The official police photograph of Dustin Diamond taken after he was arrested in Wisconsin
TVDownfall of the TV star charged with bar stabbing
Arts and Entertainment
Clueless? Locked-door mysteries are the ultimate manifestation of the cerebral detective story
booksAs a new collection of the genre’s best is published, its editor explains the rules of engagement
Arts and Entertainment
Tracy Emin's 1998 piece 'My Bed' on display at Christie's
artOne expert claims she did not
Arts and Entertainment
J Jefferson Farjeon at home in 1953
booksBooksellers say readers are turning away from modern thrillers and back to golden age of crime writing
Arts and Entertainment
Female fans want more explicit male sex in Game of Thrones, George R R Martin says

film George RR Martin owns a cinema in Santa Fe

Have you tried new the Independent Digital Edition apps?
Arts and Entertainment

ebooksNow available in paperback
Arts and Entertainment

Arts and Entertainment
Clued up: John Lynch and Gillian Anderson in ‘The Fall’

TV review

Arts and Entertainment
The Baker (James Corden) struggles with Lilla Crawford’s Little Red Riding Hood

film...all the better to bamboozle us
Arts and Entertainment
English: Romantic Landscape

Arts and Entertainment
Laugh a minute: Steph Parker with Nigel Farage

Arts and Entertainment
Comic Ivor Dembina has staged his ‘Traditional Jewish Xmas Eve Show’ for the past 20 years; the JNF UK charity is linked to the Jewish National Fund, set up to fund Jewish people buying land in Palestinian territories

Arts and Entertainment
Transformers: Age of Extinction was the most searched for movie in the UK in 2014

Arts and Entertainment
Mark Ronson has had two UK number two singles but never a number one...yet

Arts and Entertainment
Clara Amfo will take over from Jameela Jamil on 25 January

Arts and Entertainment
This is New England: Ken Cheeseman, Ann Dowd, Frances McDormand and Richard Jenkins in Olive Kitteridge

The most magnificently miserable show on television in a long timeTV
Arts and Entertainment
Andrea Faustini looks triumphant after hearing he has not made it through to Sunday's live final

Arts and Entertainment
Rhys says: 'I'm not playing it for laughs, but I have learnt that if you fall over on stage, people can enjoy that as much as an amazing guitar solo'
musicGruff Rhys on his rock odyssey, and the trouble with independence
Arts and Entertainment
Krysia and Daniel (Hand out press photograph provided by Sally Richardson)
How do today's composers answer the challenge of the classical giant?
Latest stories from i100
Have you tried new the Independent Digital Edition apps?

ES Rentals

    Independent Dating

    By clicking 'Search' you
    are agreeing to our
    Terms of Use.

    A timely reminder of the bloody anniversary we all forgot

    A timely reminder of the bloody anniversary we all forgot

    Who remembers that this week we enter the 150th anniversary year of the end of the American Civil War, asks Robert Fisk
    Homeless Veterans appeal: Former soldiers pay their respects to a friend who also served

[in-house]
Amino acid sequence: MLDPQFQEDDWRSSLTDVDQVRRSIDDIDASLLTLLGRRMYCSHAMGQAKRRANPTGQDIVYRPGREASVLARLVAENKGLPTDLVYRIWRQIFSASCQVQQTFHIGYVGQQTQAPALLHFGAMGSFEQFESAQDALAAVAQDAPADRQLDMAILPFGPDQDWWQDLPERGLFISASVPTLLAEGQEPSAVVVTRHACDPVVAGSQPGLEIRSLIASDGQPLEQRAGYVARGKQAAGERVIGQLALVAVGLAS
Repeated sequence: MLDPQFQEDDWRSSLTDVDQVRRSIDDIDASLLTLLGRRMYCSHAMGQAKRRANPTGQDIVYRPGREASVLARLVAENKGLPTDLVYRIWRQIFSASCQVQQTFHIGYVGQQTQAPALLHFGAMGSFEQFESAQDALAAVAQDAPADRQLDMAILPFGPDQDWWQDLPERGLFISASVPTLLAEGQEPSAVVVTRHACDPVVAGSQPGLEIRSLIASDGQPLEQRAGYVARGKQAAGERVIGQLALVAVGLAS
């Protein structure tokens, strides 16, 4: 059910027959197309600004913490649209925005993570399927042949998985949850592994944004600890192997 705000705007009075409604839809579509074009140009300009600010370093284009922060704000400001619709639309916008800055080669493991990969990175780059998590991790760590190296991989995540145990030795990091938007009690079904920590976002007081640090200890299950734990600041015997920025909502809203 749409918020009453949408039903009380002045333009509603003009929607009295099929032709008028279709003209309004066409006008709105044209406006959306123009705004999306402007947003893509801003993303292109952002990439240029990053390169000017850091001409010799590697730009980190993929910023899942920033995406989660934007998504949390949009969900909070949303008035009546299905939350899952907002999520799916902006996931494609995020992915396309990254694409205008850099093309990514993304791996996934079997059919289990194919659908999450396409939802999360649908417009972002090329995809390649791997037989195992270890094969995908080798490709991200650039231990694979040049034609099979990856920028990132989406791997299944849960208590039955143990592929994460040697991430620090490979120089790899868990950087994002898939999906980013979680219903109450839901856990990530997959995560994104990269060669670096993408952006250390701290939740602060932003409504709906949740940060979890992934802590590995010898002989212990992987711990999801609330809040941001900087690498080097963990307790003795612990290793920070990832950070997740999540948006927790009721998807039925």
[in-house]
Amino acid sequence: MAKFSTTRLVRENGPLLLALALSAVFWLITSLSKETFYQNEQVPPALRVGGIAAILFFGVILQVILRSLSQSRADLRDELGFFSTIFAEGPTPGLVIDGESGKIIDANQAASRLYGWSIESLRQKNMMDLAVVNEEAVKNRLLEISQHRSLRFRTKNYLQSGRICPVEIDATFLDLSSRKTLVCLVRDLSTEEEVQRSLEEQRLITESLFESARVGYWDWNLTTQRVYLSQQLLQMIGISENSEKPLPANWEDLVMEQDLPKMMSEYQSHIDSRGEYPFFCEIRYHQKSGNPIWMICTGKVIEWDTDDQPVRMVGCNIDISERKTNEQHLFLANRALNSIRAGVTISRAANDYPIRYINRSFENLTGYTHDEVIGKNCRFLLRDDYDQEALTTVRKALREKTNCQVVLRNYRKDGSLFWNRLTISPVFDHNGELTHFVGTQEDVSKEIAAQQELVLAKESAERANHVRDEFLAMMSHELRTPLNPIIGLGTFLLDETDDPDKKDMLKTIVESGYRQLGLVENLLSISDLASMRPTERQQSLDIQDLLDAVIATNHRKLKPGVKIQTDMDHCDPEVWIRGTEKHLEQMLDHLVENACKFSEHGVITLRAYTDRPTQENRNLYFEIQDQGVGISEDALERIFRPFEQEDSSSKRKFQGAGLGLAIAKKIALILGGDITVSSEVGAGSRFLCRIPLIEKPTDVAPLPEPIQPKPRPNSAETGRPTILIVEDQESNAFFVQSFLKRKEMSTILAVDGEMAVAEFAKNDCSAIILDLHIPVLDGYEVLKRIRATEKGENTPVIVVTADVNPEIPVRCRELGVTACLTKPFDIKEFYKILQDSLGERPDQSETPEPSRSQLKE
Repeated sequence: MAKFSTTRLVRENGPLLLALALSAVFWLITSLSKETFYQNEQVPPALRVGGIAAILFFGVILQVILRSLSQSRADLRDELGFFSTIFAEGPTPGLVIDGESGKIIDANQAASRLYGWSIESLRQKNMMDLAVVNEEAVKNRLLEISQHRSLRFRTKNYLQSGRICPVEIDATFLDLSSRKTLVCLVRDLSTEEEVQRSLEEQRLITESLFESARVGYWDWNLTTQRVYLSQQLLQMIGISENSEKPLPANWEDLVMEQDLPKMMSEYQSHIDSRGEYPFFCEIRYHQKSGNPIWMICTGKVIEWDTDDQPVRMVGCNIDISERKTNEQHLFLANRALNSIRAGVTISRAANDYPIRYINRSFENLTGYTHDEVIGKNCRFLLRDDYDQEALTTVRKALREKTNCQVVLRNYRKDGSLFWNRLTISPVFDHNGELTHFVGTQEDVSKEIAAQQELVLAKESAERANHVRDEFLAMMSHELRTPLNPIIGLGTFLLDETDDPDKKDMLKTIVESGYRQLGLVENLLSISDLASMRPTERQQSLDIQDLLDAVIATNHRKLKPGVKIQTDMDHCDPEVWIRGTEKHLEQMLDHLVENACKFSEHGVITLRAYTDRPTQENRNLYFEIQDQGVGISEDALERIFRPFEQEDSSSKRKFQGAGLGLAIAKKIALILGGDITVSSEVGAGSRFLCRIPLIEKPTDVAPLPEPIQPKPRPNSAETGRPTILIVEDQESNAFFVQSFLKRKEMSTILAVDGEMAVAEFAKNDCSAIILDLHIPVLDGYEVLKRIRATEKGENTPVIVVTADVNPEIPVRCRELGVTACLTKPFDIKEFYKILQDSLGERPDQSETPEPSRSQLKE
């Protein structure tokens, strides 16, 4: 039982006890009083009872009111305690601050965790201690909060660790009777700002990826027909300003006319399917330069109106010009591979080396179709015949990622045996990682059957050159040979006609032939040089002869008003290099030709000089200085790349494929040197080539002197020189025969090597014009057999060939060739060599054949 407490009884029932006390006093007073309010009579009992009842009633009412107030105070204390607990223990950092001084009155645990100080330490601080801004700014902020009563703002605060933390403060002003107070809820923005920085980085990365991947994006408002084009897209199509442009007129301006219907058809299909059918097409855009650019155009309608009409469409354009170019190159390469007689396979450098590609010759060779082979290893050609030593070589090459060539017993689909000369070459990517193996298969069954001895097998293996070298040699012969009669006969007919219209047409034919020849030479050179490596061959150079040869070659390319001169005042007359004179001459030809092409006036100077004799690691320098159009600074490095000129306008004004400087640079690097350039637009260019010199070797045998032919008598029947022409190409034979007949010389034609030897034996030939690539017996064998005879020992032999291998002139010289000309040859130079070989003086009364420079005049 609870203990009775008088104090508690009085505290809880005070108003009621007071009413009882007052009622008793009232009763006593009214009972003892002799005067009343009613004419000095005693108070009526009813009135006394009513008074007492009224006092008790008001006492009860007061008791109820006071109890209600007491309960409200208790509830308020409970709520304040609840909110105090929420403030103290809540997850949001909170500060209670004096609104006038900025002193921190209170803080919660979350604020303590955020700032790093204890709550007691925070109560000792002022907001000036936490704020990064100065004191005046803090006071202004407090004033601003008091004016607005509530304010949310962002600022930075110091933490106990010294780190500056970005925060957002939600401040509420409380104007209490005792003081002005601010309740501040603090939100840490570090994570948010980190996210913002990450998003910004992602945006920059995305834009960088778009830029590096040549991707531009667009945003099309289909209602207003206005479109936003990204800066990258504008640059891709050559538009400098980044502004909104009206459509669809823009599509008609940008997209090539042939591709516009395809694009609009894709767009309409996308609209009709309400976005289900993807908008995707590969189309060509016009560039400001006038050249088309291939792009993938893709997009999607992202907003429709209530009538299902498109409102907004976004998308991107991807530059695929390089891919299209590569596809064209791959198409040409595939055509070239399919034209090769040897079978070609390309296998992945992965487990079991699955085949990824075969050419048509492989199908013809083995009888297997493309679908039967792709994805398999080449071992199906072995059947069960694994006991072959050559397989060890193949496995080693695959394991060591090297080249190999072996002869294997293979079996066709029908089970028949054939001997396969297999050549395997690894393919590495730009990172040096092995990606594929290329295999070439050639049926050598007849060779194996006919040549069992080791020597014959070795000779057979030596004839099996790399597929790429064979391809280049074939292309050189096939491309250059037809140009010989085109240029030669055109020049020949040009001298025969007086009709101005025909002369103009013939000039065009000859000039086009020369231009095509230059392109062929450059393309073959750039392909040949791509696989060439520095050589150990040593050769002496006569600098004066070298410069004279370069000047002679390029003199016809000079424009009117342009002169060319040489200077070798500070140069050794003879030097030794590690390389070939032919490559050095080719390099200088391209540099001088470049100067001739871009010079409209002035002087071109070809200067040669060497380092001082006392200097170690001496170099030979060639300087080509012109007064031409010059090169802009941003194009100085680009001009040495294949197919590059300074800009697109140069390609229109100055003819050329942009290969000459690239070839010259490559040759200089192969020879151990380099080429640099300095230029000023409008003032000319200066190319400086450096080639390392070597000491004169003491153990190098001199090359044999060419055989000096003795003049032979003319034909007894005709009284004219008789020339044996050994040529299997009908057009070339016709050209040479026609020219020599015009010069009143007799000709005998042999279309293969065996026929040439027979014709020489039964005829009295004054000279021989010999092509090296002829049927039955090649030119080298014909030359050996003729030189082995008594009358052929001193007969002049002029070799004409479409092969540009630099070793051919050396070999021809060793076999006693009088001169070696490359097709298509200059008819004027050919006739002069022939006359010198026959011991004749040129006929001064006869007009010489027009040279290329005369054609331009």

Homeless Veterans appeal

    Former soldiers pay their respects to a friend who also served
    Downfall of Dustin 'Screech' Diamond, the 'Saved By The Bell' star charged with bar stabbing

    Scarred by the bell

    The downfall of the TV star charged with bar stabbing
    Why 2014 was a year of technological let-downs

    Why 2014 was a year of technological let-downs

    Security breaches and overhyped start-ups dominated a year in which very little changed (save the size of your phone)
    Cuba's golf revolution: But will the revolutionary nation take 'bourgeois' game to its heart?

    Will revolutionary Cuba take 'bourgeois' golf to its heart?

    Fidel Castro ridiculed the game – but now investment in leisure resort projects is welcome
    The Locked Room Mysteries: As a new collection of the genre’s best is published, its editor Otto Penzler explains the rules of engagement

    The Locked Room Mysteries

    As a new collection of the genre’s best is published, its editor explains the rules of engagement
    Amy Adams on playing painter Margaret Keane in Tim Burton's Big Eyes

    How I made myself Keane

    Amy Adams hadn’t wanted to take the role of artist Margaret Keane, because she’d had enough of playing victims. But then she had a daughter, and saw the painter in a new light
    Ed Richards: Parting view of Ofcom chief. . . we hate jokes on the disabled

    Parting view of Ofcom chief... we hate jokes on the disabled

    Bad language once got TV viewers irate, inciting calls to broadcasting switchboards. But now there is a worse offender, says retiring head of the media watchdog, Ed Richards
    A look back at fashion in 2014: Wear in review

    Wear in review

    A look back at fashion in 2014
    Ian Herbert: My 10 hopes for sport in 2015. Might just one of them happen?

    Ian Herbert: My 10 hopes for sport in 2015

    Might just one of them happen?
    War with Isis: The West needs more than a White Knight

    The West needs more than a White Knight

    Despite billions spent on weapons, the US has not been able to counter Isis's gruesome tactics, says Patrick Cockburn
    Return to Helmand: Private Davey Graham recalls the day he was shot by the Taliban

    'The day I was shot by the Taliban'

    Private Davey Graham was shot five times during an ambush in 2007 - it was the first, controversial photograph to show the dangers our soldiers faced in Helmand province
    Revealed: the best and worst airlines for delays

    Revealed: the best and worst airlines for delays

    Many flyers are failing to claim compensation to which they are entitled, a new survey has found
    The stories that defined 2014: From the Scottish independence referendum to the Ice Bucket Challenge, our writers voice their opinions

    The stories that defined 2014

    From the Scottish independence referendum to the Ice Bucket Challenge, our writers voice their opinions
    Stoke-on-Trent becomes first British city to be classified as 'disaster resilient' by the United Nations

    Disaster looming? Now you know where to head...

    Which British city has become the first to be awarded special 'resilience' status by the UN?